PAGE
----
Every October, workplaces across the country welcome witches, ghosts, zombies and vampires to roam the halls. Halloween is an occasion that inspires creativity – and it can encourage bonding in the office, as colleagues can come together to admire one another’s transformations or contributions of tasty themed treats.
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Though Halloween is a fun celebration, it’s important to be mindful of how it should be observed in the workplace. It simply shouldn’t be treated the same way as a Halloween party with your friends. But that doesn’t mean it can’t be entertaining!
If you’re a fan of Halloween and you want to know how you should celebrate in the workplace, take a break from pumpkin-carving and give these tips a read-through.
I was working in the lab, late one night, when my eyes beheld an eerie sight
It’s hard to think about Halloween without considering the costumes. Costumes can cause laughter, provoke discussion, trigger awe and be remembered for years to come. But what they shouldn’t do – especially at work – is offend your colleagues.
So how can you know what will cross the line and what won’t? Some examples of costumes to avoid include those that are:
If you’re wondering if a costume you’re thinking about wearing will cross the line, chances are it might and it’s best to reconsider. Don’t let a lapse in judgment come back to haunt you.
You may also want to think about the practicality of wearing a costume. Will it impede your ability to do your job? If the answer is yes, perhaps you can be festive by wearing orange and black clothing instead, rather than a costume.
For my monster from his slab, began to rise, and suddenly to my surprise
Trick or treat? If you answered ‘trick’, you might be one of the many who look forward to Halloween because they love being scared. They might spend the month of October re-watching their favourite horror movies or setting up a haunted house to give the trick-or-treaters a fright on Halloween night.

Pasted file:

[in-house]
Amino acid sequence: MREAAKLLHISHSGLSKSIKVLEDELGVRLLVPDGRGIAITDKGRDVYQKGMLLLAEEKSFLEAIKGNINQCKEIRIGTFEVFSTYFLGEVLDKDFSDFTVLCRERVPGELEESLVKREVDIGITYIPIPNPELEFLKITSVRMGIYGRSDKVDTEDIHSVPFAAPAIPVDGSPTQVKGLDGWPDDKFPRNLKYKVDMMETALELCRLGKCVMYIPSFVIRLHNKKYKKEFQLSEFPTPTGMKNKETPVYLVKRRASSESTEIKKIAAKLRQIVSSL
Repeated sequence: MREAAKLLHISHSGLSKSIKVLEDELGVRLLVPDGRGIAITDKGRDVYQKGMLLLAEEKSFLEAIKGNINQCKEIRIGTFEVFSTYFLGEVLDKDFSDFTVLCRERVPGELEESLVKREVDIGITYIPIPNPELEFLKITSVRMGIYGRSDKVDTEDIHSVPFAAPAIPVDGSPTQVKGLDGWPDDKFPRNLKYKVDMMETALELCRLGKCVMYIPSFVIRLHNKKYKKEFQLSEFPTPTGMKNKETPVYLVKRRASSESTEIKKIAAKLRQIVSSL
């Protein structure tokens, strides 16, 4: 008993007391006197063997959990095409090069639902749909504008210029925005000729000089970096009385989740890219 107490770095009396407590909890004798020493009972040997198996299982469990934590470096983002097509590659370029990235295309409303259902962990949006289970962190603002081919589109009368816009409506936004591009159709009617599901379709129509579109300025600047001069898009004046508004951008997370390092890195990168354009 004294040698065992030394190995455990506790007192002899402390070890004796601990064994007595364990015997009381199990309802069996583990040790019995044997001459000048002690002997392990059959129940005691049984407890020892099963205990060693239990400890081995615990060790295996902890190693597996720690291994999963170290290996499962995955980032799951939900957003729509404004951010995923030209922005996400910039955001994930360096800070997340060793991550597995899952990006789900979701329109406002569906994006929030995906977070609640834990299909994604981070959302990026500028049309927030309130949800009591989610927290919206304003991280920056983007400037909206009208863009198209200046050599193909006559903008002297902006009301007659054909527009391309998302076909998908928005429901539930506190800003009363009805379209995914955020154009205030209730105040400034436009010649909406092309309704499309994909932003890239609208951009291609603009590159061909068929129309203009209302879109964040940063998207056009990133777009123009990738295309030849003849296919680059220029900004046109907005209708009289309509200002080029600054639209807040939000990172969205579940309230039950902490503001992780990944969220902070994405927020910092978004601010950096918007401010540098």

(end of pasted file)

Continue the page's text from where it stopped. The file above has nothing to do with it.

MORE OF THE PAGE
It can be tempting to shift the scare tactics to the workplace, but not everybody appreciates being frightened, even momentarily. Halloween office pranks aren’t right for every colleague or every workplace. Unless you’re absolutely certain that all of your colleagues would enjoy a momentary scare, leave the pranks at home.
From my laboratory in the castle east, to the master bedroom where the vampires feast
From trick to treat – Halloween is a time for many to indulge in seasonal treats, from candy, to chocolate, to bite-sized delights. If you’re the type of person who loves baking, this is your time to shine!
As with any culinary event in the office, be mindful of food allergies or sensitivities. And if you’re bringing treats to work, be sure to bring enough for all of your colleagues, even if there isn’t an official potluck event or treat table in the office for the occasion.
Out from his coffin, Drac's voice did ring, seems he was troubled by just one thing
Keep in mind that Halloween isn’t a holiday that is universally-celebrated. It’s possible there are some in your office who do not celebrate Halloween, for various reasons.
If you spot a colleague who might be opting out of the office party or costume contest, don’t give them a hard time about it. You’ll want to be respectful. Come November 1st, you’ll continue to be colleagues, either working on the same team or sharing office space. It’s best not to make them feel isolated or singled out.
They did the mash, they did the monster mash
Once you’ve determined how you can make your Halloween plans office-appropriate, you’ll be ready to enjoy the festivities in a way that will show respect to your colleagues. Just don’t let any workplace horrors or monstrous bosses stand in the way!
By Leanne Bull
This article first appeared in Monster.